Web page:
A mix of Blow Up (where a photographer accidentally captures evidence of a murder) and The Conversation, Brian De Palmas masterful thriller features a sound effects designer (John Travolta) who is taping ambient noise one evening when he records the sound of a car accident that turns out to provide clues to political skullduggery. Inspired by the Chappaquiddick scandal, in which Mary Jo Kopechne died in a car that was driven off a bridge by Senator Ted Kennedy, and still haunted by the ghost of Watergate, Blow Out would be helpful in reminding Trump that someone, somewhere, is always listening. Given that the meddling hero is part of the movie industry (ie Hollywood, another of Trumps enemies), the film also confirms some of his other prejudices into the bargain.

The Bourne series (2002-present)

Joan Allen in The Bourne Ultimatum. Photograph: Jasin Boland/Universal Pictures International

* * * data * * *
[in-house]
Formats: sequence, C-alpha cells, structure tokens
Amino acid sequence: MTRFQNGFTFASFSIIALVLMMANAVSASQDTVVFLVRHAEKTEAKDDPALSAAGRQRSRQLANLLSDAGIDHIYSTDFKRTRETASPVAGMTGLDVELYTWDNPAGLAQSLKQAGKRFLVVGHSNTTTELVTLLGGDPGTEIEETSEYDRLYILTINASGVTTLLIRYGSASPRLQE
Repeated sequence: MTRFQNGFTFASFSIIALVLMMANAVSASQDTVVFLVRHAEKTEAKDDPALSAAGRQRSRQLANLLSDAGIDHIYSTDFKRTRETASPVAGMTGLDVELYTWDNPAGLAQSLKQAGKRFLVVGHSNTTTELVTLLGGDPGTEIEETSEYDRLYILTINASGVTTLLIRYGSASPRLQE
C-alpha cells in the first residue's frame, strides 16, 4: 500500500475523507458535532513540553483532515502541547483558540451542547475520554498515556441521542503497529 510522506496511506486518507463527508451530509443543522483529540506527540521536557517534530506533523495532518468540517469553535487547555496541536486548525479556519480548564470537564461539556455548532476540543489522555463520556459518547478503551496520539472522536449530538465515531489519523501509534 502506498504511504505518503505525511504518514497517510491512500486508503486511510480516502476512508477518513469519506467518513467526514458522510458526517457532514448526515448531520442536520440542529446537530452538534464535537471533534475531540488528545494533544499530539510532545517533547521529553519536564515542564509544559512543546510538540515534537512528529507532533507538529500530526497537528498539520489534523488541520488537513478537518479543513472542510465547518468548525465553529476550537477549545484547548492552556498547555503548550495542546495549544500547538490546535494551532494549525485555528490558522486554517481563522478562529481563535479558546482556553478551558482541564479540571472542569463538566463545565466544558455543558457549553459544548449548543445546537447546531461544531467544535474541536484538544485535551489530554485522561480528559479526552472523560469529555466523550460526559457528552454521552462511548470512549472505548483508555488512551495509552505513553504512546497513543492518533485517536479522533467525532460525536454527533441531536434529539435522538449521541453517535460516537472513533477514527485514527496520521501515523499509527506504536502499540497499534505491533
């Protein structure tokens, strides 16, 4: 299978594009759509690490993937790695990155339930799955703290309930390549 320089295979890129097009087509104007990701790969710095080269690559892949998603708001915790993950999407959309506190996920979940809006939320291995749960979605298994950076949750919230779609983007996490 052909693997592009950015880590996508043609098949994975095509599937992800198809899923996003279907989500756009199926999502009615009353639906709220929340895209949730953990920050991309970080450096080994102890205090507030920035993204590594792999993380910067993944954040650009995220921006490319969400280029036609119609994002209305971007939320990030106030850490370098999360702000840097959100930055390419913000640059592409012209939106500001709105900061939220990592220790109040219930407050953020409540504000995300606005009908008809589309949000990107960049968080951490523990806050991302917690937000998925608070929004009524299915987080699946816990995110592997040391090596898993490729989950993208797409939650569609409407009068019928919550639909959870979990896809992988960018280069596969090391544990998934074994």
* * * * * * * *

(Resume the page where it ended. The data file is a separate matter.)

These films, about a brainwashed CIA killing machine who gradually recovers his memory and goes rogue, would appeal most strongly to Trumps particular combination of short attention span and heightened paranoia. The bonanza of conspiracy theories are regularly being interrupted by wham-bam action sequences that might have been designed specifically to keep him from getting bored. Trump, dont forget, is a man who fast-forwards through Jean-Claude Van Dammes Bloodsport just to get to the fisticuffs and roundhouse kicks. But should he be listening during the talky bits, he may find one exchange from the third instalment, The Bourne Ultimatum, particularly pertinent to his style of governance. The conscientious CIA agent Pamela Landy (Joan Allen) takes issue with the company policy of bumping people off willy-nilly. You start down this path and where does it end? she asks her superior (David Strathairn), who gives the sort of response that Trump and his coterie could really get behind: It ends when weve won.